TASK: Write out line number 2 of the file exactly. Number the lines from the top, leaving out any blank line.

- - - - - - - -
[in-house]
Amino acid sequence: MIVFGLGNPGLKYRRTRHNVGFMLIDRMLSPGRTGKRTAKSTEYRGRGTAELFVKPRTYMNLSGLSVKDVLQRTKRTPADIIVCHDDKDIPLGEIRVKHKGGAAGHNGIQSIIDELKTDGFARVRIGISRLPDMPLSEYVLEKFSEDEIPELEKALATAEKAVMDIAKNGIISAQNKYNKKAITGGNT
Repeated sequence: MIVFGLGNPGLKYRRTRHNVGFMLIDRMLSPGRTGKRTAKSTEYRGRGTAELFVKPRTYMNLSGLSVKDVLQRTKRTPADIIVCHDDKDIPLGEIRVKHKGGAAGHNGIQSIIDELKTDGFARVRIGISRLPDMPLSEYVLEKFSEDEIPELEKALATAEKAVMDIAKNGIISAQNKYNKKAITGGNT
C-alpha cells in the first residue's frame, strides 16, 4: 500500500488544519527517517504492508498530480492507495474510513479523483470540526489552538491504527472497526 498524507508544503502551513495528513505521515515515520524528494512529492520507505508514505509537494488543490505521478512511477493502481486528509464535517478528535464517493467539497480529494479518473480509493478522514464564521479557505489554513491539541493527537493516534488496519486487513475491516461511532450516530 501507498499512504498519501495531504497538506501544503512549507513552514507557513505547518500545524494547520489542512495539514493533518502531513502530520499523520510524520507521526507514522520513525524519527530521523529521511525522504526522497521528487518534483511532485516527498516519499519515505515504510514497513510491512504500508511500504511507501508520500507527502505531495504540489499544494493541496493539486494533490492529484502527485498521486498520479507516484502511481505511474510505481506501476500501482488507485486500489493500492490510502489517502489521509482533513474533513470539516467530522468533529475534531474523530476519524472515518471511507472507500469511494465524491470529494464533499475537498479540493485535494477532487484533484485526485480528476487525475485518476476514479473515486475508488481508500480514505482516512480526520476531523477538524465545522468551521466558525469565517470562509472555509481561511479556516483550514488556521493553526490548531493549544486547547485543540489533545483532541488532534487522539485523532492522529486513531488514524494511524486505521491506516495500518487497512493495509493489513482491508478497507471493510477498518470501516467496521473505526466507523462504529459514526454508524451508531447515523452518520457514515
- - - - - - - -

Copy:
Amino acid sequence: MIVFGLGNPGLKYRRTRHNVGFMLIDRMLSPGRTGKRTAKSTEYRGRGTAELFVKPRTYMNLSGLSVKDVLQRTKRTPADIIVCHDDKDIPLGEIRVKHKGGAAGHNGIQSIIDELKTDGFARVRIGISRLPDMPLSEYVLEKFSEDEIPELEKALATAEKAVMDIAKNGIISAQNKYNKKAITGGNT